If you find you need the types cast for your attributes, consider using each_instance insead. ActiveRecord's read casting algorithm will only cast the values you need and has become more efficient over time.

Select and Pluck

To limit the columns returned to just those you need, use .select(:id, :name) query method., :name).each_row { |product| product.process }

Pluck is a great alternative instead of using a cursor. It does not instantiate the row, and builds an array of result values, and translates the values into ruby values (numbers, Timestamps. etc.). Using the cursor would still allow you to lazy load them in batches for very large sets.

You can also use the pluck_rows or pluck_instances if the results won't eat up too much memory.

Product.newly_arrived.pluck(:id) #=> [1, 2, 3, ...]
Product.newly_arrived.each_row { |hash| } {|r| r["id"].to_i } # cursor instead of pluck
Product.pluck_rows(:id) #=> ["1", "2", ...]
Product.pluck_instances(:id, :quantity) #=> [[1, 503], [2, 932], ...]

Associations and Eager Loading

ActiveRecord performs some magic when eager-loading associated row. It will usually not join the tables, and prefers to load the data in separate queries.

This library hooks onto the to_sql feature of the query builder. As a result, it can't do the join if ActiveRecord decided not to join, nor can it construct the association objects eagerly.

Locking and Updating Each Row (FOR UPDATE Queries)

When you use the AREL lock method, a "FOR UPDATE" clause is added to the query. This causes the block of rows returned from each FETCH operation (see the block_size option) to be locked for you to update. The lock is released on those rows once the block is exhausted and the next FETCH or CLOSE statement is executed.

This example will run through a large table and potentially update each row, locking only a set of rows at a time to allow concurrent use.

Product.lock.each_instance(block_size:100) do |p|
  p.update(price: p.price * 1.05)

Also, pay attention to the block_size you request. Locking large blocks of rows for an extended time can cause deadlocks or other performance issues in your application. On a busy table, or if the processing of each row consumes a lot of time or resources, try a block_size <= 10.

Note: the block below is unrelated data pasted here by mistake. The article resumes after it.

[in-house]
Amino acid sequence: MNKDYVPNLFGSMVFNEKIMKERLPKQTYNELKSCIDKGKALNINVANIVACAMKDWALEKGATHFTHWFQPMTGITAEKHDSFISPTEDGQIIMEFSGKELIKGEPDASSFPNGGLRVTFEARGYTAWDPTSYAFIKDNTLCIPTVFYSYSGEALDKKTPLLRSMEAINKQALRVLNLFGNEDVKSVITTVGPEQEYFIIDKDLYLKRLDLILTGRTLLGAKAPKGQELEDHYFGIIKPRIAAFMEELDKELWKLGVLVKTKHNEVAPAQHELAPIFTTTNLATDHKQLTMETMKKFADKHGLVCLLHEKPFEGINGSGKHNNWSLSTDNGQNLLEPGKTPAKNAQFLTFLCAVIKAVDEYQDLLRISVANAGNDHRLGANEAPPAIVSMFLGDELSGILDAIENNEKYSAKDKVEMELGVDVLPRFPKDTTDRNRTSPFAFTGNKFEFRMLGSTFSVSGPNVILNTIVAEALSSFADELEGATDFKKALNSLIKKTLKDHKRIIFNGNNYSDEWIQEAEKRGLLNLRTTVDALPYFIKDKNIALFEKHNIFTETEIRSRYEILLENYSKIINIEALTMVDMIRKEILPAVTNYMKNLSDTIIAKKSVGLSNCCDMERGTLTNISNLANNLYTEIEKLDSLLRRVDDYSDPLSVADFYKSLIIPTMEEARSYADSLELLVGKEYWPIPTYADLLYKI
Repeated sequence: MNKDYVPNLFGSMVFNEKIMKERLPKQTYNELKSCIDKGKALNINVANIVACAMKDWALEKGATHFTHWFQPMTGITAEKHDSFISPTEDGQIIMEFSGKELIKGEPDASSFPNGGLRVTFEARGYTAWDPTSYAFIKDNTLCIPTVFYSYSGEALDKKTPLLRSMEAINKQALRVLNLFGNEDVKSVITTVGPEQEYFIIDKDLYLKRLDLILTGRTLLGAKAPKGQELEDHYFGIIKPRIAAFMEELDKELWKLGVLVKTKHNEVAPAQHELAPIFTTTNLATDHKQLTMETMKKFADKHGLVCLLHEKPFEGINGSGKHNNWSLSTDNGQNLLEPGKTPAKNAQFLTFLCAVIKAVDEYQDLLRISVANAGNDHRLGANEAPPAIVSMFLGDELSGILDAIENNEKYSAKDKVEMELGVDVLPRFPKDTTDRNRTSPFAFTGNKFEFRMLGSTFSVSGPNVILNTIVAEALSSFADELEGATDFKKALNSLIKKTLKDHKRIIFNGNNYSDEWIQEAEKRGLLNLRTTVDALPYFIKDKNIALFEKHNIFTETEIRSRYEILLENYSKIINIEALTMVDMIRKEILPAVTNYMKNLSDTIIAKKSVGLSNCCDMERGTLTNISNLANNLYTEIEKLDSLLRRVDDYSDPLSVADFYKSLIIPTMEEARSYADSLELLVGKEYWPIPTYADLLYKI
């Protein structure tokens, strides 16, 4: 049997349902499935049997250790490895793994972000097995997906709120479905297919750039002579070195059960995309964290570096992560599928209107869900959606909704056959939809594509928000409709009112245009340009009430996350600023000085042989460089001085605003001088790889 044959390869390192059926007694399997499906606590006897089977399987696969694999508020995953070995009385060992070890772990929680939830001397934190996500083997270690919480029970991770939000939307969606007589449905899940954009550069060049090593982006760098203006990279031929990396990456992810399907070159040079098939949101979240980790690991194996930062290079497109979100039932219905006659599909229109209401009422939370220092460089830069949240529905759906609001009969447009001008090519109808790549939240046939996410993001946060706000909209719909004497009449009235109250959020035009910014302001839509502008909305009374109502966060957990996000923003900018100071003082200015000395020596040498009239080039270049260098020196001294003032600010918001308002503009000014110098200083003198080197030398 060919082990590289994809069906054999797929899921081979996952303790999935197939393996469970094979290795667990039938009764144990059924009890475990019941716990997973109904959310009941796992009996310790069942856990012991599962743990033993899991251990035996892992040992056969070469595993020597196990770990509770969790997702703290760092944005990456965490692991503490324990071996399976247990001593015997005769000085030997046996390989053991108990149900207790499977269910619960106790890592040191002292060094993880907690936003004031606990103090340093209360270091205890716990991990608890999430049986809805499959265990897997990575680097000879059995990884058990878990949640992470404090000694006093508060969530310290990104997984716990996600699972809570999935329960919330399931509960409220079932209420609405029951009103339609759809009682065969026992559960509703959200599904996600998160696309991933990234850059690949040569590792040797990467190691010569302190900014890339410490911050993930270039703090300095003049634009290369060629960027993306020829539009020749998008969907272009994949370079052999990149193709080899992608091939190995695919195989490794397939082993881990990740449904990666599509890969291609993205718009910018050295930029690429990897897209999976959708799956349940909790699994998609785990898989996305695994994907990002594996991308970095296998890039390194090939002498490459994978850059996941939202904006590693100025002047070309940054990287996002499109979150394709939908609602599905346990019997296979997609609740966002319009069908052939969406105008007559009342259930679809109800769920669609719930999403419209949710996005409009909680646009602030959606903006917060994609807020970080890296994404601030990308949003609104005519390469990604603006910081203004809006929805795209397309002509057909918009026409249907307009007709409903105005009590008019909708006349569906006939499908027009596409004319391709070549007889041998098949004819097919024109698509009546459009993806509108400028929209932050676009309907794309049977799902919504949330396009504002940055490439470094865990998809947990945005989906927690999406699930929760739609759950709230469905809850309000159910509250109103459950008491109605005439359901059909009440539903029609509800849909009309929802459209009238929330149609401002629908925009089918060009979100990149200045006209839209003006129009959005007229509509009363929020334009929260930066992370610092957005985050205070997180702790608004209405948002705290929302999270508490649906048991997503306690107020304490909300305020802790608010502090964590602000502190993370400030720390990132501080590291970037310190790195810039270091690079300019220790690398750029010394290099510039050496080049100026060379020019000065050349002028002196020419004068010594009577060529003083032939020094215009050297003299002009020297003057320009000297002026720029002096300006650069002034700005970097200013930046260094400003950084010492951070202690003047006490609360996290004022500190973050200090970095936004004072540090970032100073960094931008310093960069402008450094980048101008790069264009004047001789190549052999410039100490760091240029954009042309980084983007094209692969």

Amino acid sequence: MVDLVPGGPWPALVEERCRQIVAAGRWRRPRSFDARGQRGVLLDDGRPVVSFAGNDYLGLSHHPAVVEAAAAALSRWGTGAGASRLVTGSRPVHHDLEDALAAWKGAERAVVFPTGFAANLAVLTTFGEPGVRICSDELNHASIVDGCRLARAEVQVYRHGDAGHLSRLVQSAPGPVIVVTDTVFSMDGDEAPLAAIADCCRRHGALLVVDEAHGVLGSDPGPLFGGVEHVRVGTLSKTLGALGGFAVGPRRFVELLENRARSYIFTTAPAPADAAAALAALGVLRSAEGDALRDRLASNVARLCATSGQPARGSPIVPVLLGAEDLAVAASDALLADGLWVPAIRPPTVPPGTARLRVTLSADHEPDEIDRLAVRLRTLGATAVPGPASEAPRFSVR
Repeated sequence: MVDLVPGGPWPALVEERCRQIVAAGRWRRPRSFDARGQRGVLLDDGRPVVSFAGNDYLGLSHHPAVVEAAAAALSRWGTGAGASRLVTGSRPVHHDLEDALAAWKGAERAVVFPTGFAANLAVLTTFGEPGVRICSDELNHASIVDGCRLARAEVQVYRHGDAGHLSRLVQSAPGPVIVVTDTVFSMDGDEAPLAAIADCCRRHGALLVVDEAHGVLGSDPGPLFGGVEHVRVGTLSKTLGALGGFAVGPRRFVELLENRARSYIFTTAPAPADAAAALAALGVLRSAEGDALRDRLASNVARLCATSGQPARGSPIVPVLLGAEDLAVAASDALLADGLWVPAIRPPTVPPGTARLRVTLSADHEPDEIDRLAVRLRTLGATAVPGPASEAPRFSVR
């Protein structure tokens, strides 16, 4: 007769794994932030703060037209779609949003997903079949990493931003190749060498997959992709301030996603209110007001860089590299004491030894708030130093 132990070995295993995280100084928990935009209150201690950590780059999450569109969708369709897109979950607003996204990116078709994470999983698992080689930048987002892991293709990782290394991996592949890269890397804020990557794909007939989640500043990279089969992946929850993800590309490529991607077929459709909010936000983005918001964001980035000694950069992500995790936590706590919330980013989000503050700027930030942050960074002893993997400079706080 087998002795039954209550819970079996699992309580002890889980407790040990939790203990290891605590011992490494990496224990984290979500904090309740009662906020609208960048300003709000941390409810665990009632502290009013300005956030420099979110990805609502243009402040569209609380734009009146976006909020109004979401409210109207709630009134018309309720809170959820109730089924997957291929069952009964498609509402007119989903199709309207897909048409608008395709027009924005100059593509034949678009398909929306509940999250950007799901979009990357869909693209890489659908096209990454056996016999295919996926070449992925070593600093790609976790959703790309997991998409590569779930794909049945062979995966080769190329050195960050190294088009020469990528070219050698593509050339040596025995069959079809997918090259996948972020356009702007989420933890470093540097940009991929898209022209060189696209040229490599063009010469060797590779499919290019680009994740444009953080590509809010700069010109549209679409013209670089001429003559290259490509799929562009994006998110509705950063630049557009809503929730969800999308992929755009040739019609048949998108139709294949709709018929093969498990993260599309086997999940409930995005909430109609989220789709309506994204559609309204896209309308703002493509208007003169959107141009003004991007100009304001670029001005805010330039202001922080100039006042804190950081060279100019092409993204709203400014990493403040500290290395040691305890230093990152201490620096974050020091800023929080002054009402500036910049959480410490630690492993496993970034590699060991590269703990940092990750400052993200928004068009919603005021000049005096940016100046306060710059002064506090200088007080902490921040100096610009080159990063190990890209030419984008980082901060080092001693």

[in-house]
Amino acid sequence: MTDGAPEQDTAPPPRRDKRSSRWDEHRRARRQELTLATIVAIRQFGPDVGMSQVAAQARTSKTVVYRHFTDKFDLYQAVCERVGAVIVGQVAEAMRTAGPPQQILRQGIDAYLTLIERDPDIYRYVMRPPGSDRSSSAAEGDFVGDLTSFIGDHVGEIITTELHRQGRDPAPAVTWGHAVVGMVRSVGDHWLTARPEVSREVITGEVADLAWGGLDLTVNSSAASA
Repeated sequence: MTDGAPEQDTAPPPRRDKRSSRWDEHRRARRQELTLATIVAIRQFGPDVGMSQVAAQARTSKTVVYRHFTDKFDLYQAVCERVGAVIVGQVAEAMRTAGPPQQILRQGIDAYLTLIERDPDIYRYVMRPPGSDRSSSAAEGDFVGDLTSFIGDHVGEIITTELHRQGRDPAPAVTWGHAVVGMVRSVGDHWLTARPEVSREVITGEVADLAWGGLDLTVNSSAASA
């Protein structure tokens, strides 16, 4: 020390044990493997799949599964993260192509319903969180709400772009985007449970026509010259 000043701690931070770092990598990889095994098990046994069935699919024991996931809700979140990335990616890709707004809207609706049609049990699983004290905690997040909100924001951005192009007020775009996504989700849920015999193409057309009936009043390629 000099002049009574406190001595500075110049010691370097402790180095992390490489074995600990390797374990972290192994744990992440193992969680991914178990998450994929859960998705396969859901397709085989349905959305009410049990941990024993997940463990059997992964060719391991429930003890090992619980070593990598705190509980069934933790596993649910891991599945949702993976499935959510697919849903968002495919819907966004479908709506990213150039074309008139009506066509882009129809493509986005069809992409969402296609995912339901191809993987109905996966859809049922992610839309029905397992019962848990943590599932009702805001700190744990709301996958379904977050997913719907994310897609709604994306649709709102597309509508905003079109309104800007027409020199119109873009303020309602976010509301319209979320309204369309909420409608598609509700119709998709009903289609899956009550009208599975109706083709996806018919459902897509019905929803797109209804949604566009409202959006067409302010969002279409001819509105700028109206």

See the PostgreSQL Select Documentation for more information and limitations when using "FOR UPDATE" locking.

Background: Why PostgreSQL Cursors?

ActiveRecord is designed and optimized for web performance. In a web transaction, only a "page" of around 20 rows is returned to the user. When you do this

Product.where("id>0").each { |product| product.process }

The database returns all matching result set rows to ActiveRecord, which instantiates each row with the data returned. This function returns an array of all these rows to the caller.

Asynchronous, Background, or Offline processing may require processing a large amount of data. When there is a very large number of rows, this requires a lot more memory to hold the data. Ruby does not return that memory after processing the array, and the causes your process to "bloat". If you don't have enough memory, it will cause an exception.

ActiveRecord.find_each and find_in_batches

To solve this problem, ActiveRecord gives us two alternative methods that work in "chunks" of your data:

Product.where("id>0").find_each { |model| Product.process }

Product.where("id>0").find_in_batches do |batch|
  batch.each { |model| Product.process }

Optionally, you can specify a :batch_size option as the size of the "chunk", and defaults to 1000.

There are drawbacks with these methods:

  • You cannot specify the order, it will be ordered by the primary key (usually id)
  • The primary key must be numeric
  • The query is rerun for each chunk (1000 rows), starting at the next id sequence.
  • You cannot use overly complex queries as that will be rerun and incur more overhead.

How it works

Under the covers, the library calls the PostgreSQL cursor operations with the pseudo-code:

SET cursor_tuple_fraction TO 1.0;
DECLARE cursor_1 CURSOR WITH HOLD FOR select * from widgets;
  rows = FETCH 100 FROM cursor_1;
  rows.each {|row| yield row}
until rows.size < 100;
CLOSE cursor_1;



Allen Fair, @allenfair, github://afair

Note on Patches/Pull Requests

  • Fork the project.
  • Make your feature addition or bug fix.
  • Add tests for it. This is important so I don't break it in a future version unintentionally.
  • Commit, do not mess with rakefile, version, or history. (if you want to have your own version, that is fine but bump version in a commit by itself I can ignore when I pull)
  • Send me a pull request. Bonus points for topic branches.

Code of Conduct

This project adheres to the Open Code of Conduct. By participating, you are expected to honor this code.


Copyright (c) 2010-2017 Allen Fair. See (MIT) LICENSE for details.